Honestly, do the math and it doesn’t seem to add up. Afflicted in every way + Perplexed + Persecuted + Struck down + Bodies so beat up they look more and more like Jesus’ when He died . . . add it all up and, says Paul, it equals “light momentary affliction.” No way! How’s that even possible?
I’m hovering over 2Corinthians chapter 4 this morning. Chewing again on what it means to be a “jar of clay” (4:7) carrying the treasure of “the light of the knowledge of the glory of God in the face of Jesus Christ” (4:6).
And I get, by the very nature of being a jar of clay, we’re going to pick up a chip or two along the way. That, if the jar is being used for its intended purpose to any degree, that it’s likely to develop a few cracks and breaks. And I also get that, in order for the light to shine out from inside the jar, the jar needs to be broken and split open a bit, that these cracks and fissures are needful to expose what’s inside. But call them “light momentary afflictions?” Really?
And I understand how important that perspective is if you’re doing what Paul’s doing, and going through what Paul’s going through in order to do what he’s doing. Hey, I even get how important it is if you’re not Paul and just trying to deal with the things life beats you up with normally. Who doesn’t want to declare with integrity and double conviction, “So, we do not lose heart?” (4:1, 16)
But again, do the math. How does it all add up to “light momentary affliction?” Where are the deposits coming from that offset those kind of withdrawals? What’s filling the tank that’s being drained so regularly that it allows Paul to honestly assert, “Though our outer self is wasting away, our inner self is being renewed day by day?” (4:16).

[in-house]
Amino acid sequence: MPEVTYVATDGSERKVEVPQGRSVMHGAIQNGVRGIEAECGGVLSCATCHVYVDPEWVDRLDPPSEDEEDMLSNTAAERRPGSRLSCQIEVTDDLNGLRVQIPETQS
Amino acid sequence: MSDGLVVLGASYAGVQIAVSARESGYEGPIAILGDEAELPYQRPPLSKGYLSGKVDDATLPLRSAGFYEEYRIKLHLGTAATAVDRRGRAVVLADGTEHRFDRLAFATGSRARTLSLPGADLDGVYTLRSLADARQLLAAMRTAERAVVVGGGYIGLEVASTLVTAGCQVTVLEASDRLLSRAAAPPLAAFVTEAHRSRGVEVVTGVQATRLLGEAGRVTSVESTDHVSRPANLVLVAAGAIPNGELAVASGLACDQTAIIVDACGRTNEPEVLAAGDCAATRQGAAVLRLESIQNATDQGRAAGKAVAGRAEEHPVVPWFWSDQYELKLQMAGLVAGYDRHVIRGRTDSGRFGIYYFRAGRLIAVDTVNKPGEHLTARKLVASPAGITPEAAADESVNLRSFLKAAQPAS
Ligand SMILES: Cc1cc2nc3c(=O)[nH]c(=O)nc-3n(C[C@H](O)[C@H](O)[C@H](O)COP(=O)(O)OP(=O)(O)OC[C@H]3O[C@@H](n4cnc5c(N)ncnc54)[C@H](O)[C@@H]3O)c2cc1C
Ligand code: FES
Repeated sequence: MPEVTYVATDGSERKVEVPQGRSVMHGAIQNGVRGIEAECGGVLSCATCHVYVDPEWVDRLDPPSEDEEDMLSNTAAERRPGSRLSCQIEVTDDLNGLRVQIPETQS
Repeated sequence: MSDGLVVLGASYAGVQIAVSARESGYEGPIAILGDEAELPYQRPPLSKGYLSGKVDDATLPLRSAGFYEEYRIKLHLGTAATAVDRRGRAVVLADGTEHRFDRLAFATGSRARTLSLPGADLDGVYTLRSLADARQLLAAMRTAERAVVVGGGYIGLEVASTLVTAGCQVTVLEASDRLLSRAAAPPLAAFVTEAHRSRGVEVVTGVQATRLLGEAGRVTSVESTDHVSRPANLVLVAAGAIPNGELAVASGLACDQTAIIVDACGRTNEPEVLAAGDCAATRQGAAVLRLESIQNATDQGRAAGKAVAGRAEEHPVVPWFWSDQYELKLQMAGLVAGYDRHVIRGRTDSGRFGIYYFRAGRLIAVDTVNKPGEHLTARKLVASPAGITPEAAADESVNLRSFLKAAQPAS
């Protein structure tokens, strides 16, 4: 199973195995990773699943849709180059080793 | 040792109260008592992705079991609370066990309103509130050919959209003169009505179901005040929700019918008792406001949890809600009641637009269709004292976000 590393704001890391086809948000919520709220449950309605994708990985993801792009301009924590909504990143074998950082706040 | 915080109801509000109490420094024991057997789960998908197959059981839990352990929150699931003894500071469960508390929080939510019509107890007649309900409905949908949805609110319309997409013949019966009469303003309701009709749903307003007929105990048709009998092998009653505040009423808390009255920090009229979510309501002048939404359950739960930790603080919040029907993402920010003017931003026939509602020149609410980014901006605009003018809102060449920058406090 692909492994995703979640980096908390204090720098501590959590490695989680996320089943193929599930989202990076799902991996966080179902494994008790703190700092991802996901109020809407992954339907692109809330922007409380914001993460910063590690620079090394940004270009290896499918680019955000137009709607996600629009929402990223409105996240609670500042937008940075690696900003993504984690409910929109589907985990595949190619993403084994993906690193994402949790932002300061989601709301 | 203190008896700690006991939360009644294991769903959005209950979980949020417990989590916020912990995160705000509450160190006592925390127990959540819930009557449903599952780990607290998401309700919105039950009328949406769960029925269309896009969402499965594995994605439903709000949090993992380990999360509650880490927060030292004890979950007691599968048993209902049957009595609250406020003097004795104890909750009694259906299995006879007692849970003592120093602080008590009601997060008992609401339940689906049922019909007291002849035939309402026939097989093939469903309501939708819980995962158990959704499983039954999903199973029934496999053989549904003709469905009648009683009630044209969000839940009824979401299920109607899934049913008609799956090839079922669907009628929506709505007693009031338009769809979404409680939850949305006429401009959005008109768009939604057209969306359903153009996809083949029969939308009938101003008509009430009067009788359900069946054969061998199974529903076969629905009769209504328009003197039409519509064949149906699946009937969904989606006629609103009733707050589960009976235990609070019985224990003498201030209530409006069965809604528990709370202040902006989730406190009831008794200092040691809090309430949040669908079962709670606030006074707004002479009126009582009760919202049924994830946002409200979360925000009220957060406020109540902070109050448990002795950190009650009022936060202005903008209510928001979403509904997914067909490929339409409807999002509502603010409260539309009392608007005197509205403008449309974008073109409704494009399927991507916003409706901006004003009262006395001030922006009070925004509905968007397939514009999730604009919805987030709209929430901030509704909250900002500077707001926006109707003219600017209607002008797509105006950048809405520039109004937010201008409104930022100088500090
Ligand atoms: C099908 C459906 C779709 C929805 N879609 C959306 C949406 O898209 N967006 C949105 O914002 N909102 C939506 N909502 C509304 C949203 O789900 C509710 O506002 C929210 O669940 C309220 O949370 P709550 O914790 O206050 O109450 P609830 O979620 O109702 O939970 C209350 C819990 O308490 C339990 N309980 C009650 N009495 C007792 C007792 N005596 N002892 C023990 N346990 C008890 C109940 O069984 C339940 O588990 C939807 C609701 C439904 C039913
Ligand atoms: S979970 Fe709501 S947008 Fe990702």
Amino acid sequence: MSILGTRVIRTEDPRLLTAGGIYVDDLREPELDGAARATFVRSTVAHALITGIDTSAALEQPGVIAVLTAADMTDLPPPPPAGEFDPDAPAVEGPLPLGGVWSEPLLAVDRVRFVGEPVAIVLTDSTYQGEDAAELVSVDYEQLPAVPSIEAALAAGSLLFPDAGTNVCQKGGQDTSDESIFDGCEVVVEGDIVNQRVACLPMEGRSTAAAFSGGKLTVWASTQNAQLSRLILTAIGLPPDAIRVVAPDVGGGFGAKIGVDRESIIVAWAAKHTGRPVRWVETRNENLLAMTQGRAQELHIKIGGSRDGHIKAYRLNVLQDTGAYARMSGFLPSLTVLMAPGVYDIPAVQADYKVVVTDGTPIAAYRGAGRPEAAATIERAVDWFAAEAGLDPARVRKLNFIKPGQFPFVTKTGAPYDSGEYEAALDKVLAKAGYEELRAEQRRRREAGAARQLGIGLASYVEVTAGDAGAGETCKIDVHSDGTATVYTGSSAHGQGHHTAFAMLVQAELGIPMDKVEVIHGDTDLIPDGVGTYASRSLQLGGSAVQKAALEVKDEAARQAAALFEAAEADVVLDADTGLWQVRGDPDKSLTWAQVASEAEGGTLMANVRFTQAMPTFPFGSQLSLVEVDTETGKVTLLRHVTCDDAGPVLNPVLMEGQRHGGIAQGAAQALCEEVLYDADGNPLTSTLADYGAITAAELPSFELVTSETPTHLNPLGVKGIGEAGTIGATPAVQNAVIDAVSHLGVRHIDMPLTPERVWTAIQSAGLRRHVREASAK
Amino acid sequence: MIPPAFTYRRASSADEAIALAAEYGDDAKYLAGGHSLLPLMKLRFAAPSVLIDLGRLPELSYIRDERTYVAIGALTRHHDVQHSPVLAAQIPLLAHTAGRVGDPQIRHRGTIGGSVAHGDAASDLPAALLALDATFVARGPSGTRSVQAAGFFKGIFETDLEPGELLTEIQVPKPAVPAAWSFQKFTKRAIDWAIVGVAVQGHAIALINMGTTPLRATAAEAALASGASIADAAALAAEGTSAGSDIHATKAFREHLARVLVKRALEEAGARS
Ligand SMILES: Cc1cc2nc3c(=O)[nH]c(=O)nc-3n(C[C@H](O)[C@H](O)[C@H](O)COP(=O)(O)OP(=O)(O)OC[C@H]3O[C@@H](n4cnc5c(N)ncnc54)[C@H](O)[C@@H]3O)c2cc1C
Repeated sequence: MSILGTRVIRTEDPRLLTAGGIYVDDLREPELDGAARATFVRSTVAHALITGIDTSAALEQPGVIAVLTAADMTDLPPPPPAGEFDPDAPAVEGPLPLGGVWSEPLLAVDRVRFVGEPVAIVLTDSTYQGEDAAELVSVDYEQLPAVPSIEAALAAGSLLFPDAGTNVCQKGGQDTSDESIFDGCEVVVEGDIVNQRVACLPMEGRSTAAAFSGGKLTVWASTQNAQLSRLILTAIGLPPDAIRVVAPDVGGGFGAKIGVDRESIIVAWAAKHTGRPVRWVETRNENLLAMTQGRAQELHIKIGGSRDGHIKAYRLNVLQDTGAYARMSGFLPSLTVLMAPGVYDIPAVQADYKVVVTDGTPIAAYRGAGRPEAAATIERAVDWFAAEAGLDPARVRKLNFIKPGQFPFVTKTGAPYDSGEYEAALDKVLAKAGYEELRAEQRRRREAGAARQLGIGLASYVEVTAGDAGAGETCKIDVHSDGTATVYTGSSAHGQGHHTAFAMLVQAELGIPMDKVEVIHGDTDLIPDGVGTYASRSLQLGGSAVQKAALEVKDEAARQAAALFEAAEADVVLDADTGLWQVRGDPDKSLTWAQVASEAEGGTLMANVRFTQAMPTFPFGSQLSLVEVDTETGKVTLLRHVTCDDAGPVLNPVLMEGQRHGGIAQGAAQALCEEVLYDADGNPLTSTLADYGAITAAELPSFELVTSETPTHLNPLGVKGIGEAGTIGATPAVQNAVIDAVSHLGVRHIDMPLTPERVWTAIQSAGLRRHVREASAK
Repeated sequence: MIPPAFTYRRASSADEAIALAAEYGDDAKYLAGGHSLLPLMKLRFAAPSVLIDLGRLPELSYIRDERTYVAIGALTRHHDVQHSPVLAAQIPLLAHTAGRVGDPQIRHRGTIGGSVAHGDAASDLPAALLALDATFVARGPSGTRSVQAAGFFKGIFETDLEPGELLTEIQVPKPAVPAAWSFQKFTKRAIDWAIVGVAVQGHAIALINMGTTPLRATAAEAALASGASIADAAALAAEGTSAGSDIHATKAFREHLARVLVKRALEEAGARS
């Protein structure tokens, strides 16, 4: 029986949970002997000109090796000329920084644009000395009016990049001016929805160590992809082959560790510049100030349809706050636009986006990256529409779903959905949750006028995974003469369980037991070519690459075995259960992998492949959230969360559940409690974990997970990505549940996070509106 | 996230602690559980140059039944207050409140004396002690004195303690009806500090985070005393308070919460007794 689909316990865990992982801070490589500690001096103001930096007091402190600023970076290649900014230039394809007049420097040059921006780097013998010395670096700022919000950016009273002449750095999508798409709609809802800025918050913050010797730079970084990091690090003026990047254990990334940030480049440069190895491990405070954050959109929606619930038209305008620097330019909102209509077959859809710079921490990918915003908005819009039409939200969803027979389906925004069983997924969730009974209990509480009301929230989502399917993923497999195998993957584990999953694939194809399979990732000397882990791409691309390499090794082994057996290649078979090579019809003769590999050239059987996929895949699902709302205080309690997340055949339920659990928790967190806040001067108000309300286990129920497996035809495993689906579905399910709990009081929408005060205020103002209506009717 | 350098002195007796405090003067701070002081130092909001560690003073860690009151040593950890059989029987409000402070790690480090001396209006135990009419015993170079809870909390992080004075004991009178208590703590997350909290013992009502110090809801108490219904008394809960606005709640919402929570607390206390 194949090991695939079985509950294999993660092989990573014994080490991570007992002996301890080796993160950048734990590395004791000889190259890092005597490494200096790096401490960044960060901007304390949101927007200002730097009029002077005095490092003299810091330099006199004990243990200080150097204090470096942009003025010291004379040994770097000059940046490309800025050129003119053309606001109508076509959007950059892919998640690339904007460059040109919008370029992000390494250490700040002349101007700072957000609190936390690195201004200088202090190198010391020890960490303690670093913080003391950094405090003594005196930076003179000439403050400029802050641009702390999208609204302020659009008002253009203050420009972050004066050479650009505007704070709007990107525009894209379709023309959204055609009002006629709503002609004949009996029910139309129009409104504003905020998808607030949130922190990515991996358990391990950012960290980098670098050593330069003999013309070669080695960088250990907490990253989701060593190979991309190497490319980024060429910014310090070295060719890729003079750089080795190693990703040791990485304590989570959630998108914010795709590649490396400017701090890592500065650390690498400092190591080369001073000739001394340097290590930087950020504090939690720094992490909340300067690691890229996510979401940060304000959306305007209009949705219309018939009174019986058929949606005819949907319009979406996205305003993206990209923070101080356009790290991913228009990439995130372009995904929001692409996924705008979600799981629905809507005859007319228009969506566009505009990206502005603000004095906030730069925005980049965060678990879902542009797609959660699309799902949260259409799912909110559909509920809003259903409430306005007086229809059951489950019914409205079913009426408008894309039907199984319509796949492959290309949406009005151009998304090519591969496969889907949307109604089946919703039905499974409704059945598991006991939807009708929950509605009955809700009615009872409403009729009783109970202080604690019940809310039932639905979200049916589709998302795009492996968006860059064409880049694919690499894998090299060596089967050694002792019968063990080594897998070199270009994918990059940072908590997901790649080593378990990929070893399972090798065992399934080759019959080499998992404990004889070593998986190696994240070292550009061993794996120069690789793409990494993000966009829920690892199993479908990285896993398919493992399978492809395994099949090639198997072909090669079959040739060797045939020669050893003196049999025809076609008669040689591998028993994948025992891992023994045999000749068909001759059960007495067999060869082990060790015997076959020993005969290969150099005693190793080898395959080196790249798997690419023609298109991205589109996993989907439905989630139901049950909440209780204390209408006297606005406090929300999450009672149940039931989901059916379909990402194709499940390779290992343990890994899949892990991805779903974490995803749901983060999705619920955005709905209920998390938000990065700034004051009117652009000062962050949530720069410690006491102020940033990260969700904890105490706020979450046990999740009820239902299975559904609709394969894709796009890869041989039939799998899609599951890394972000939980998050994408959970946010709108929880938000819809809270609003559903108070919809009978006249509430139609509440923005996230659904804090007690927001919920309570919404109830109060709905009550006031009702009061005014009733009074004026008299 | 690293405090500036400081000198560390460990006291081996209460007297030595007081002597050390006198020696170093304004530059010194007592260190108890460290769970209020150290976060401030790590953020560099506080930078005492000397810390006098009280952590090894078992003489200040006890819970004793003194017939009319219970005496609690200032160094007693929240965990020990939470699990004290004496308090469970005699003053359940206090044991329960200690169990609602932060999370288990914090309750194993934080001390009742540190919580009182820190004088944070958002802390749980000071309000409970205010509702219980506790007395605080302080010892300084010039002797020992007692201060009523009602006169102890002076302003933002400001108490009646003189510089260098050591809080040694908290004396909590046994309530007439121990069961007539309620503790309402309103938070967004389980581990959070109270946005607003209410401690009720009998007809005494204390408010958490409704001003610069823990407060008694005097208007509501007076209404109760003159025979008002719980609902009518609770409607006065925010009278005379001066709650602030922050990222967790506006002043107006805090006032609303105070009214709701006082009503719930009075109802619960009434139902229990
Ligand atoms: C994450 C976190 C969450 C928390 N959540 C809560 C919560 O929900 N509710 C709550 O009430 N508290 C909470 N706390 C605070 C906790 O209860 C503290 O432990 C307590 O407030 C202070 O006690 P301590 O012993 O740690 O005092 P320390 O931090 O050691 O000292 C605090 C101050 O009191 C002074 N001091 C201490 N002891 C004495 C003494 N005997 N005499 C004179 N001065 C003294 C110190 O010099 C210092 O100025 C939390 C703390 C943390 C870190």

It’s not found in doing the math. Instead, it comes from being reminded of the comparison.
For this light momentary affliction is preparing for us an eternal weight of glory beyond all comparison, as we look not to the things that are seen but to the things that are unseen. For the things that are seen are transient, but the things that are unseen are eternal.
(2Corinthians 4:17-18 ESV)
Eternal Redemption vs. Transient Realities? No contest.
Things That Are Unseen vs. Things Seen? Not even in the same ballpark.
Eternal Weight of Glory vs. Being Afflicted, Perplexed, Persecuted, and Struck Down? Beyond all comparison. Makes those things seem like a light momentary affliction.
Paul wasn’t fixated on doing the math, instead he was energized by considering the comparison. Rather than mull over the troubles around him, he set his gaze on what lay before him.
Whatever burden he was called to bear in the here and now, was light compared to the weight of glory that would be his to carry in the there and then. He anticipated the awe and it offset the angst. He set his mind on things above, and the promise, and the Spirit put the things below, and all the pressure, into perspective.
So, we do not lose heart. We keep on keepin’ on. And more than just keepin’ it together, our inner man is being renewed day by day.
Oh, that we would so allow the Spirit to set our hearts on things above. That we would remember we’re not home yet. That we would, even now, sense something of that eternal weight of glory, so that whatever we are dealing with today might be considered but a light momentary affliction.
An old Steven Curtis Chapman song came to mind as I was noodling on this: “No better place on earth than the road that leads to heaven, No better place to be!” Not because the road is easy, but because it leads to an eternal weight of glory.
And that, is beyond all comparison.
By His grace. For His glory.